On top of this, smaller sizes love to size up to create slouchy looks or modify their thrifted finds. It is very hard to compete with single-sized thrifters who clear the racks for their online shops or upcycled creations. I know many thrifting and low-waste bloggers who purposefully buy plus-sized fashion at thrift stores to have a larger piece of fabric to create a completely different item. I get it, but it makes the larger sized options at thrift stores even more rare.
Dressing for My Current Self is Harder with Thrifted Clothing
When I was young, I thrifted sequined tops and dresses, vintage bomber jackets, distressed jeans. I'd wear men's Hawaiian shirts tied above my belly button, the sleeves rolled up and the collar popped. I'd belt a man's blazer and wear it as a dress and ironically wear the trends I originally wore in the '80s and '90s. Thrifting made my wardrobe so fun and my best clubbing and night out looks were from the thrift store.
But now I am a middle-aged wife and mom with a busy job. My social calendar isn't full of the kind of events where a sequined butterfly top or vintage JNCOs would work. I rarely go thrifting and find a piece appropriate for my conservative workplace, taking my kid to a playdate or picking her up from school, or going out to dinner with friends.
I have narrowed down my closet to make dressing simpler with a busy schedule. Filling my closet with fun but impractical pieces will only make my mornings more complicated. And any clothing collecting dust in a closet, whether it was purchased at Forever 21 or Goodwill, is wasteful.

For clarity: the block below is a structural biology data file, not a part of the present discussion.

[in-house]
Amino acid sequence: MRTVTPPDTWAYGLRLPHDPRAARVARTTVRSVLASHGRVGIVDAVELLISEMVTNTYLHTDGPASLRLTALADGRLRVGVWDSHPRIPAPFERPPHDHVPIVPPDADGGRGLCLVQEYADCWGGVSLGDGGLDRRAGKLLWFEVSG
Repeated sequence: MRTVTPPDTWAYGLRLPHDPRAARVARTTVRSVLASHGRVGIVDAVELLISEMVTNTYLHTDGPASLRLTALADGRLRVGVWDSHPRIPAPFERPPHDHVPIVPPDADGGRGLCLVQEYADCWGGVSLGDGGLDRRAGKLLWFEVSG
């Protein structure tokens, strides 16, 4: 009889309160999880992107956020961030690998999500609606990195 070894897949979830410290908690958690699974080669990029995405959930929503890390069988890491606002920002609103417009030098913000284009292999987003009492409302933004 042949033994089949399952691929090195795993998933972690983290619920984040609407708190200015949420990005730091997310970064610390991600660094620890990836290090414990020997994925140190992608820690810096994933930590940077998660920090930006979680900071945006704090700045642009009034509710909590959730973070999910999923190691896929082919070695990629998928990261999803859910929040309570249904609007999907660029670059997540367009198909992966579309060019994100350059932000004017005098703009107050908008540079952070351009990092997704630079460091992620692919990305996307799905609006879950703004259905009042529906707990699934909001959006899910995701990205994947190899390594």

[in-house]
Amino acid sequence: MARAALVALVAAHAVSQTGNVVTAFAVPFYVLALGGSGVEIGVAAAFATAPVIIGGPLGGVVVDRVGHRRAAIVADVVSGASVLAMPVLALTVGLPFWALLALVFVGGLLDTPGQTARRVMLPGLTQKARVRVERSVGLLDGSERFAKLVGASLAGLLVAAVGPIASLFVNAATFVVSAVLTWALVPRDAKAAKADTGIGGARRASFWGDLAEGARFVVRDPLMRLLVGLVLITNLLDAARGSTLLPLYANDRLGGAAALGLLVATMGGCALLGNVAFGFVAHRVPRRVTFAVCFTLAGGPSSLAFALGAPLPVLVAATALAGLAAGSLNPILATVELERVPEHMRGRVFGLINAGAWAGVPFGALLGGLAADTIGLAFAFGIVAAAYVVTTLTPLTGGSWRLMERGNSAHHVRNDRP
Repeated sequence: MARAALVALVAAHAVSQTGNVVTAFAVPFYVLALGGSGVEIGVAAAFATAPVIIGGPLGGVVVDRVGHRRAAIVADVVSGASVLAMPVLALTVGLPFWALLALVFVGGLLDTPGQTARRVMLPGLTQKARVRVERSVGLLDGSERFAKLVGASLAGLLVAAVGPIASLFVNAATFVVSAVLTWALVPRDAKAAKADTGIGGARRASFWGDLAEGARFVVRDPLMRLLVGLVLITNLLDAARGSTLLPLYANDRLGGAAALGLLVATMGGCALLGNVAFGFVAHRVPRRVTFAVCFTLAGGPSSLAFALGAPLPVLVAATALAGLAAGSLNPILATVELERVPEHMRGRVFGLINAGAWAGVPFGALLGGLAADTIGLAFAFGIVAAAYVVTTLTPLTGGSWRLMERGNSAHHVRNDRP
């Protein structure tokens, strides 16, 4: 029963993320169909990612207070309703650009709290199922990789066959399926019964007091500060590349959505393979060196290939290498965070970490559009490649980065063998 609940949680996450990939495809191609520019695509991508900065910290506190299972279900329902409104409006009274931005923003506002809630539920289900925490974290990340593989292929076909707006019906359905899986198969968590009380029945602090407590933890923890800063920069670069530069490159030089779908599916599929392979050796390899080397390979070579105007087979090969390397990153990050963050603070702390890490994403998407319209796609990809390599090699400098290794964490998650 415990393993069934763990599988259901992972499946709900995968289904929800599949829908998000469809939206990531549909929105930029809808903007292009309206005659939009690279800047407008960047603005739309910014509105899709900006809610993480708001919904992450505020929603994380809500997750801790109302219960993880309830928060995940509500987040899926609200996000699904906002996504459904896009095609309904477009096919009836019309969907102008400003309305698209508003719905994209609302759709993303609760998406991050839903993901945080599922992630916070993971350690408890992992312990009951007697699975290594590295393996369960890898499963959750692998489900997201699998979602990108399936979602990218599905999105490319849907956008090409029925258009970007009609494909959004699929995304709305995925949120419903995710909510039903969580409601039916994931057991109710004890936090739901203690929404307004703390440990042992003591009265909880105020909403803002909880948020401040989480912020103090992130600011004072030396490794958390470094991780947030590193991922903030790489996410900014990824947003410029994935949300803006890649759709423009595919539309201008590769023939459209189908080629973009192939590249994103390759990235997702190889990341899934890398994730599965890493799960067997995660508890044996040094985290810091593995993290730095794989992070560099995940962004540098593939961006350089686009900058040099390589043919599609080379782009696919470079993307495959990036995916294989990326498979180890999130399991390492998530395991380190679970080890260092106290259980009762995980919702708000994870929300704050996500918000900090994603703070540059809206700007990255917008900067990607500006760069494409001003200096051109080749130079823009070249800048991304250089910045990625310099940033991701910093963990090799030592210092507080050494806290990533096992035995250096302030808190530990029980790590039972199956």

My Alternatives to Thrifting
That doesn't mean I don't purchase used clothing. In fact, a lot of my wardrobe is secondhand. I find shopping used online to be a better use of my time, and better for my ego.
eBay is a great place for shopping very specific pieces; you can search by brand, size, color, and more and even create alerts so you are emailed when new pieces that fit your criteria are listed. It's nice to filter out all the items that wouldn't fit so I can focus on what I could buy versus what I want but isn't available for me.
I’m now using Poshmark, and have found some great gently used fashion on the app. I love this for when I am looking for a specific piece from a specific brand from a past season. I find a lot of high-quality plus size fashion on Poshmark and can often find the same pieces being sold in stores right now in my size which is sold out, and often for less.
I’ve also found larger-sized vintage on Etsy, though it’s still rare. However, there are some Etsy shops that are focused specifically on plus sized vintage fashion.
Shop Plus Size Vintage at Etsy:
Thrifting is a way to build a wardrobe for less while also being more ethical. Less in landfills, less production, and the ability to have a more unique personal style. If you have the time, I highly recommend it. And if you don’t, there are great online alternatives that let you sift through listings instead of racks at any hour from any location!